The Variation Principle: The Role of Repetition in P.T.
P.T., the playable teaser for the now legendarily defunct collaboration between Hideo Kojima and Guillermo del Toro that was Silent Hills, is still influential. The short game, which can be finished in less than an hour, so perfectly captured horror, fright and tension that it inspired the creative minds that played it. Over the past two years, narrative driven, first person haunted house simulators became more common, as players thirsted for the specific taste that Kojima and del Toro gave them in 2014.
For all of its imitators though, P.T. simply can’t be matched. The short spooky shot of it is like an ice-pick stabbed into your amygdala, it’s efficient and near surgical in its ability to create fear. And that's no mistake: the playable advertisement runs on a mechanical narrative element that never fails to dislodge the human mind from its places of comfort. P.T. is powered by the fear of the unknown as accessed through repetition and variation. The easiest way to observe this is by watching this short film tribute by YouTubers Oddest of the Odd:
The overwhelming feeling conjured by the short film adaptation of P.T. is one of horrific inevitability. The game is often criticized for being “on rails” – players have very little freedom in P.T. as they virtually walk through haunted halls, solving the puzzles either nearly by accident or by deliberately following instructions. The video fully embraces this criticism, removing all agency from the audience. Yet, it still scares. It still thrills. Just standing in that picture of imperfect domesticity, whether there’s a controller in my hand or not, can make my stomach tense up like a stress ball in the hand of a high stakes financial trader.
By taking away the immersion of the game the film allows us further distance from which to analyze actual content. We are safe when we watch the film, so we can see the working parts. The fear engine in P.T. is actually really simple. It runs of two modes – repetition and variation. The primary gameplay of P.T. is opening a door, walking through a hall, turning right, walking to the end of another hall, descending some steps into a basement, entering a door, and coming out where you started. You repeat this motion for about an hour, give or take fifteen minutes, and then the game is over.
Setting aside that the geography of the game’s environment is uncanny, giving players the feeling of a spiraling descent thanks to its nightmare logic, the effect of the constant walk is that it builds a baseline of normalcy. Open the door, walk, turn, walk, open the door, walk, turn, walk, open the door again, and so on ad infinitum. There are sections of the game in which you can repeat this pattern until your Playstation burns out or you die in real life. It won’t end. The walking loop is reality.
The horror of P.T. is produced when moments of variation are introduced to the pattern of lonely stumbling. A light is a different colour, there is a bit of writing on the wall, there’s a foetus in the bathroom sink, your dead wife is staring at you from the landing above the foyer – the variation marks progress in the otherwise unremarkable, eternally descending loop. Variation punctuates reality, which you inevitably return to, each time a little less sure of what is permanent, a little less sure of what is real.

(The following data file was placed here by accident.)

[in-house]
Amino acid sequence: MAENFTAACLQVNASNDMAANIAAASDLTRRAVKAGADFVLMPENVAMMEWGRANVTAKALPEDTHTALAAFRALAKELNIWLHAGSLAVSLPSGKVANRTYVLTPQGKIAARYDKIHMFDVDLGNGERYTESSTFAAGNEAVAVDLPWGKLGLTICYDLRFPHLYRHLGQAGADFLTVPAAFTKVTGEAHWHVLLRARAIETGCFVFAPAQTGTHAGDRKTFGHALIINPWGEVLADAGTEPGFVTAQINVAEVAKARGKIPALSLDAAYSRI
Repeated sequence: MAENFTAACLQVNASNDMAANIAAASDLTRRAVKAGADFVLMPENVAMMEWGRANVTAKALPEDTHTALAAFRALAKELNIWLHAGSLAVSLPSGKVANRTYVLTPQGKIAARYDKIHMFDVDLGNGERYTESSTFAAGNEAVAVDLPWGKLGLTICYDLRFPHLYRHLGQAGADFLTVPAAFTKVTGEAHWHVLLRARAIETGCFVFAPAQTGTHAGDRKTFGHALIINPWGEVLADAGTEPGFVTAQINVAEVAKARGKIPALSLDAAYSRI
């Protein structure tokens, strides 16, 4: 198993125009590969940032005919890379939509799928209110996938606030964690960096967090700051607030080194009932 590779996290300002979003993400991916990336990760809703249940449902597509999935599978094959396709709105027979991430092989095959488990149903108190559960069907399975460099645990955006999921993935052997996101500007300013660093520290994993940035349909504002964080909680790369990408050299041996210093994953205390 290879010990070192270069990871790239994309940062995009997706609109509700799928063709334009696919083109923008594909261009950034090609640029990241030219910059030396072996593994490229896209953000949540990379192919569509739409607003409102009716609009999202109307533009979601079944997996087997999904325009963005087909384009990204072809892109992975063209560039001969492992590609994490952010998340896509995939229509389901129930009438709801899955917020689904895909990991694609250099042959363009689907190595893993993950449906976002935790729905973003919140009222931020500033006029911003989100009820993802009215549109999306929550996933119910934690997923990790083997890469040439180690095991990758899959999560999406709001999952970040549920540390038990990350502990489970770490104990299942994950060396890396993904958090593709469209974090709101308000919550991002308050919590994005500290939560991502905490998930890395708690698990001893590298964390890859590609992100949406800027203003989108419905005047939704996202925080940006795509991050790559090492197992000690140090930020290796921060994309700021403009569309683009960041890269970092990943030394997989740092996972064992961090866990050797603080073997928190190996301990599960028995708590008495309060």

This variation principle of horror is not unique to P.T. and can be quite effective when observed on film. Visual or sonic repetition builds an expectation of normalcy and sudden variation in the pattern becomes violent. The most distilled example of variation horror that I have seen in film is from the Japanese horror flick Kairo, directed by Kiyoshi Kurosawa. A movie about ghosts in the Internet, Kairo is underwhelming when it comes to scares over all, except for this single diamond of terror:
Essentially what you are watching in the above clip is a dance. A ghost slowly and unnaturally moves toward the camera, allowing you as a viewer to define rules about her. The repetition gives the scene a language. This is how a ghost walks. But when she collapses, breaking the rhythm, we experience a violation of the rules we built around the scene. In a single moment, everything we thought we knew about the ghost was wrong. In the language of horror, what it means is that we do not know even what we think we know. Once again we realize the deep futility of humanity. We are ignorant and we were not meant to venture far.
This principle of repetition and variation can even be applied on a meta level. The classic jump-scare has made us aware of a pattern in media, and that has given birth to the faux jump-scare: a variation in which the repetitive culture of jump-scares is subverted by replacing a dangerous entity (like an alien) with something non-threatening (like a cat). The point is this: repetition builds habits, habits build comfort, and we chose comfort as our baseline reality. Variation reveals that that comfort is an illusion. Chaos rules. Sure, the sun has risen every day of your life, but maybe it won’t tomorrow. Or maybe it will rise but instead of shining down delicious energy onto Earth it will be screaming at us.
By adapting the narrative of P.T. to a filmic medium, Oddest of the Odd’s video displays the variation principle on face value. Its protagonist walks in circles, and variation adds scares into his journey. But on a much deeper level it shows us a terrifying truth. The video itself is a variant. The symbols are the same as before, but the details are new. Somethings are slightly off. How many times have you walked these halls? How many more times will you have to? How many times have you woken up in the same place? Watch out. The gap in the door... it's a separate reality. The only me is me. Are you sure the only you is you?